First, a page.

Those long faces with deep frown lines that you always meet at the mall and in taxies are among the things Botswana is best known for. The country has been ranked unhappiest in the world according to the New Economics Foundation’s Happy Planet Index.
The organization ranked all of the countries in the world from data culled from the Gallup World Poll, asking people how they felt their lives measured up on a scale of one to 10. Botswana has been ranked bottom out of 151 countries surveyed in 2012.
The new HPI results show the extent to which 151 countries across the globe produce long, happy and sustainable lives for the people that live in them. The overall index scores rank countries based on their efficiency, how many long and happy lives each produces per unit of environmental output.
The Happy Planet Index (HPI) is an index of human well-being and environmental impact that was introduced by the New Economics Foundation (NEF) in 2006. The index is designed to challenge well-established indices of countries’ development, such as Gross Domestic Product (GDP) and the Human Development Index (HDI), which do not take sustainability into account.
The HPI is the first ever index to combine environmental impact with well-being to measure the environmental efficiency with which country by country, people live long and happy lives. It doesn’t reveal the ‘happiest’ country in the world, rather it shows the relative efficiency with which nations convert the planet’s natural resources into long and happy lives for their citizens. Nations that score well show that achieving long, happy lives without over-stretching the planet’s resources is possible.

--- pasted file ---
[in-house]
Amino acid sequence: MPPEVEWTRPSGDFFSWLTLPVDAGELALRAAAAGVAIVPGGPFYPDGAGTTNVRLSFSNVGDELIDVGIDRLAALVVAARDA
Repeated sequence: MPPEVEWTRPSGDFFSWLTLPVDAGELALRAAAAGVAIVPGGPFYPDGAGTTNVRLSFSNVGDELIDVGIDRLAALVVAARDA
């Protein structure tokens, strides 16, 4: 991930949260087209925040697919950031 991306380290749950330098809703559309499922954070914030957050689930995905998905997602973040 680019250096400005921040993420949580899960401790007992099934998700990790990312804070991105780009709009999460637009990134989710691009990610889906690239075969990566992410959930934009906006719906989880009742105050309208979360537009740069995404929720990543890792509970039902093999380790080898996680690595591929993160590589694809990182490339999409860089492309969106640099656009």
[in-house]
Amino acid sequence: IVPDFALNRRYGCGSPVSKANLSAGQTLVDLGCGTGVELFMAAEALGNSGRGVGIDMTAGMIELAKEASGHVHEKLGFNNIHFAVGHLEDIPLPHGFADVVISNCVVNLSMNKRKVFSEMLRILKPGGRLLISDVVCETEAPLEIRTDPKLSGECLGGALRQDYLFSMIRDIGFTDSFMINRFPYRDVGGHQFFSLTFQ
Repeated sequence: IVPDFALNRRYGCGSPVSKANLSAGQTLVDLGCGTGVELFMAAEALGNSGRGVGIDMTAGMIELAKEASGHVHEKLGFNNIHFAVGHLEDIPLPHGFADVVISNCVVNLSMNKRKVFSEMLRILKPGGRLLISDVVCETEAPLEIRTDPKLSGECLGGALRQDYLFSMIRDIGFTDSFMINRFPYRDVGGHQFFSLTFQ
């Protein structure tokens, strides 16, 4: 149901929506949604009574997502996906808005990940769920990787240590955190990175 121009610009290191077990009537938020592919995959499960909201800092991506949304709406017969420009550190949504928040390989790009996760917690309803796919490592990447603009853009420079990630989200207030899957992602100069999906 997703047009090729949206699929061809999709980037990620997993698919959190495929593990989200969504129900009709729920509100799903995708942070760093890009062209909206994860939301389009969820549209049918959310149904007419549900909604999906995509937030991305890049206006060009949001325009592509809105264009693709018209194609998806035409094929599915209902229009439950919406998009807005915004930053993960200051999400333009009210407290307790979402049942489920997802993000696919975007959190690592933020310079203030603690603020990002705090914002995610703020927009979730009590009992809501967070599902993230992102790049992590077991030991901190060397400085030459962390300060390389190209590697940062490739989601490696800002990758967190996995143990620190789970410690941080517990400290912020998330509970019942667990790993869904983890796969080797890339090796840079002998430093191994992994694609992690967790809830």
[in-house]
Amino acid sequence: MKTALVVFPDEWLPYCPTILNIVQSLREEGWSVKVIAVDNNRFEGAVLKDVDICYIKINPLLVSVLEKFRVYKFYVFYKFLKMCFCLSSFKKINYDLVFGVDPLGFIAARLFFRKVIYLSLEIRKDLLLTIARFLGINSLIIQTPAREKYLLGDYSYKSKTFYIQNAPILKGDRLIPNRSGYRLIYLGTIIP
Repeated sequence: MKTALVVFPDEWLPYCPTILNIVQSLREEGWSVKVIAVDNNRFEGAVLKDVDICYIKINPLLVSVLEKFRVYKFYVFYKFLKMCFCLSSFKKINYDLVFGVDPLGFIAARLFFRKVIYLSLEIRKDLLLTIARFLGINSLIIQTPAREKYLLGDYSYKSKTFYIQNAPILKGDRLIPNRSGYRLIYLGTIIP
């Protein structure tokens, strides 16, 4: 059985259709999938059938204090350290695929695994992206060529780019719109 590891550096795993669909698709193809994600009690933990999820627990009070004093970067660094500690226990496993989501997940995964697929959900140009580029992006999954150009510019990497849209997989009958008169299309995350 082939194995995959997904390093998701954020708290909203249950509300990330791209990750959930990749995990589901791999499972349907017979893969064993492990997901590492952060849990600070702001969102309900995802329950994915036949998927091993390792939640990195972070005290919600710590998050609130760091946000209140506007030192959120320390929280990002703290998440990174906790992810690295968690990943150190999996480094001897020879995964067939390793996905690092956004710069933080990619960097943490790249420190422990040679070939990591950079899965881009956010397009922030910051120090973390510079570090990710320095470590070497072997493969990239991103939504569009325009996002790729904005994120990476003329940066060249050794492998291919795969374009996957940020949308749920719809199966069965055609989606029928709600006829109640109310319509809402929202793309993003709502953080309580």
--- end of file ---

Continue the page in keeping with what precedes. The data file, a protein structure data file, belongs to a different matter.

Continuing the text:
The Index also shows that there are different routes to achieving comparable levels of well-being. High levels of resource consumption do not necessarily produce high levels of well-being, and that it is possible to produce high well-being without excessive consumption of the Earth’s resources.
Botswana has consistently fared badly since the index was introduced in 2006 when the country was ranked 167 out of 178 countries. The second compilation of the global HPI, published in July 2009, shows that Botswana is still far from achieving sustainable well-being ranked 141 out of 143 countries.
Botswana slipped further down in the 2012 survey, where it has been ranked 151 out of 151 countries. The HPI is based on general utilitarian principles ÔÇö that most people want to live long and fulfilling lives, and the country, which is doing the best, is the one that allows its citizens to do so, whilst avoiding infringing on the opportunity of future people and people in other countries to do the same. In effect, it operationalises the IUCN’s (World Conservation Union) call for a metric capable of measuring ‘the production of human well-being (not necessarily material goods) per unit of extraction of or imposition upon nature.
Human well-being is operationalised as Happy Life Years. Extraction of or imposition upon nature is proxied for using the ecological footprint per capita, which attempts to estimate the amount of natural resources required to sustain a given country’s lifestyle. A country with a large per capita ecological footprint uses more than its fair share of resources, both by drawing resources from other countries, and also by causing permanent damage to the planet which will impact future generations.